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East Afr Med J. 2006 May;83(5):243-9.

Two year neurological outcomes of Very Low Birth Weight infants.

Author information

1
Department of Paediatrics and Child Health, College of Health Sciences, University of Nairobi, Kenya.

Abstract

BACKGROUND:

High risk newborns such as the Very Low Birth Weight (VLBW) require long term follow up to ascertain their subsequent survival and quality of life (based on neurological intactness). Though such data is now standard in the developed world, little is known in published literature about the situation in resource constrained countries.

OBJECTIVE:

To describe the neurological outcomes of VLBW infants evaluated at two years of age.

DESIGN:

Longitudinal descriptive survey.

SETTING:

Kenyatta National Hospital's Newborn Unit during the year 2002.

SUBJECTS:

One hundred and twenty infants born weighing 1000 grams and 1500 grams followed up until the age of 24 months.

RESULTS:

Of the 120 infants evaluated, 14 (11.7%; 95% CI 6.2-17.1) had cerebral palsy, 11 (9.2%; 95% CI 4.8-16.9) were delayed on cognitive assessment while 32 (26.7%; 95% CI 9.3-38.1) were found to have functional disabilities. The factors associated with functional disability in the cohort included; neonatal illness (P = 0.005, 95% CI 1.26<2.43<4.69), exclusive use of breast milk in the first month (P = 0.02, 95% CI 1.10<2.04<3.78), neonatal weight gain less than 15 grams/kg/day (P = 0.014, 95% CI 1.13<2.24<4.42), history of re-hospitalisation (P<0.001, 95% CI 1.72<3.33<6.34) and weight less than the third percentile at two years (P = 0.019, 95%1.09<2.22<4.53).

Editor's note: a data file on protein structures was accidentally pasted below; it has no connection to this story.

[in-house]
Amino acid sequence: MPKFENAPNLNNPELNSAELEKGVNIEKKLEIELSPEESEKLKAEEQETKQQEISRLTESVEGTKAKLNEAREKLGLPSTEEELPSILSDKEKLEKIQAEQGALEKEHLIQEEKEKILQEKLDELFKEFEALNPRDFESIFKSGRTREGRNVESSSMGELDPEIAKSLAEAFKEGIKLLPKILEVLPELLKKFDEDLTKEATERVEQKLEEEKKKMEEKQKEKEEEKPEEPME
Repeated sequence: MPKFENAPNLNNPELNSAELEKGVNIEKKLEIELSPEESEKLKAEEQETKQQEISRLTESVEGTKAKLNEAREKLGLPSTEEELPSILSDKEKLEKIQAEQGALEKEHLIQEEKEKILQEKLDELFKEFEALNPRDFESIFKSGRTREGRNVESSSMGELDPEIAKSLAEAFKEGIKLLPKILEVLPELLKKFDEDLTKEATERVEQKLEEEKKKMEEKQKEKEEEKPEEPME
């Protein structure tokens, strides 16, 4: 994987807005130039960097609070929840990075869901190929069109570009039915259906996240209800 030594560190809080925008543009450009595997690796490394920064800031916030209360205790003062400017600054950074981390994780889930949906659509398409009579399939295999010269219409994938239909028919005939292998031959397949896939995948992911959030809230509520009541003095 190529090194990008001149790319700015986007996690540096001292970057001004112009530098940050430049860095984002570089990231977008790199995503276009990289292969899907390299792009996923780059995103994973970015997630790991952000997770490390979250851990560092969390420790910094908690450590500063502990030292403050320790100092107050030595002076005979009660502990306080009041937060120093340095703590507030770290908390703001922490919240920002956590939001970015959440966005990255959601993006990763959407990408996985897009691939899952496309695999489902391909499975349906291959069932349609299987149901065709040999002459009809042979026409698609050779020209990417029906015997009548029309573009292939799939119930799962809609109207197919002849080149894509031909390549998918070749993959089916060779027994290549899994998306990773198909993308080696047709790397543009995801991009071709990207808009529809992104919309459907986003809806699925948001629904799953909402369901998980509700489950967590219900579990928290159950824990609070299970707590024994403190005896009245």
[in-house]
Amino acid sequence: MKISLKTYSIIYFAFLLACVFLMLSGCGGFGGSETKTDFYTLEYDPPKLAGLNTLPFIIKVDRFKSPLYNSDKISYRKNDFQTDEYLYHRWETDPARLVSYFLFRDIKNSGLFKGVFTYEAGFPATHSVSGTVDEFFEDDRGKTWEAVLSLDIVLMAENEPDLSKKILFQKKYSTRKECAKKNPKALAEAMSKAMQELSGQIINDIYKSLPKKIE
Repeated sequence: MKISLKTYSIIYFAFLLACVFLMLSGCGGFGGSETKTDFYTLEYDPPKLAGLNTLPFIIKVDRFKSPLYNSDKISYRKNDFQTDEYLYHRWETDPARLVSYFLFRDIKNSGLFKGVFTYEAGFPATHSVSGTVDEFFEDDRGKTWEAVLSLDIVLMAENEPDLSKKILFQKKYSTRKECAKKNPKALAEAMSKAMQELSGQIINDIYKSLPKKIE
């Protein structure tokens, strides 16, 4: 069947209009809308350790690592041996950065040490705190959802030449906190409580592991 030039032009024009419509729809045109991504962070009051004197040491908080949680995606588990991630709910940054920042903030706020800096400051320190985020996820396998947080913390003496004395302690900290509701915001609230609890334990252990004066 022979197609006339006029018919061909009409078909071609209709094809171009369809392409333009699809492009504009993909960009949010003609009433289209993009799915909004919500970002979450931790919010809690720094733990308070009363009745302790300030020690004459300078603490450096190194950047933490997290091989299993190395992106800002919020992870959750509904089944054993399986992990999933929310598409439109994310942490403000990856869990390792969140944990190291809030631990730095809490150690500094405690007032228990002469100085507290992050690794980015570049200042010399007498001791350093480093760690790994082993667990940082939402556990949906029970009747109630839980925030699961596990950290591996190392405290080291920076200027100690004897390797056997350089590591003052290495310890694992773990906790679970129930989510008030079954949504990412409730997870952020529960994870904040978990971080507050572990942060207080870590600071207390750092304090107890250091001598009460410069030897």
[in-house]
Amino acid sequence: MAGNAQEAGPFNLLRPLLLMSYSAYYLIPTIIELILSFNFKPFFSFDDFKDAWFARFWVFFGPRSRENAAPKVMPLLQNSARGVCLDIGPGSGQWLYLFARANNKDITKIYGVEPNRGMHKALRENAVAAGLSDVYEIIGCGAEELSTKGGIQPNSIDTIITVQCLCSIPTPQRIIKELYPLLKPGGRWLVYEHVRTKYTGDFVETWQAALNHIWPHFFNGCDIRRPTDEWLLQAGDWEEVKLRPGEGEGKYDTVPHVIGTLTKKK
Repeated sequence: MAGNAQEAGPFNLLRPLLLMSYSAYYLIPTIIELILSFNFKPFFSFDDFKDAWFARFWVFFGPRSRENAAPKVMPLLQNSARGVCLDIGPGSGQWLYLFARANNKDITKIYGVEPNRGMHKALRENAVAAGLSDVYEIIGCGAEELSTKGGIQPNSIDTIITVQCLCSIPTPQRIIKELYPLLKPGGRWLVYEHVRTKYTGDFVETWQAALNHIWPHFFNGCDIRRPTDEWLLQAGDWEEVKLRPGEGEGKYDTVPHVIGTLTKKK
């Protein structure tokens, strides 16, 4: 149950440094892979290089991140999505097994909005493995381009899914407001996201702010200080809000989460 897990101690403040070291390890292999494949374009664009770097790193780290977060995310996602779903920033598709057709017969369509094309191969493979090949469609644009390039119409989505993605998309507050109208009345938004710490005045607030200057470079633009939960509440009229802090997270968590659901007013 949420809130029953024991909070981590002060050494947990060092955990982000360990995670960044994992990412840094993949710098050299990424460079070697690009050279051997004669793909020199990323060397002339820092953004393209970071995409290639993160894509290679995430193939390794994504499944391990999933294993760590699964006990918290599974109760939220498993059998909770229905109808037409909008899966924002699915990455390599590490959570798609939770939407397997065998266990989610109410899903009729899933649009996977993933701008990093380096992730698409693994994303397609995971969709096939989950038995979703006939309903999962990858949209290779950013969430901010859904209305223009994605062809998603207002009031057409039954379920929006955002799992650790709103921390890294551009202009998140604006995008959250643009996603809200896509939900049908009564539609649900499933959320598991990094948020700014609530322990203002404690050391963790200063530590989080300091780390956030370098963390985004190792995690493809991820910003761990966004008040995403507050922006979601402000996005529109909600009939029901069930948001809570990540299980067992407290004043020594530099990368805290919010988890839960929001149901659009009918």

CONCLUSIONS:

Neurological dysfunction was more frequent in this cohort than presently reported from other centres. The cross-tabulations indicate that history of neonatal illness, choice of early nutrition, slower growth and post discharge morbidity were associated with subsequent neurological dysfunction. The factors associated with developmental delay in this cohort should be explored further in order to determine the manipulations required in the newborn period for improvement of neurological outcomes among these high risk infants.

PMID:
16866218
[Indexed for MEDLINE]

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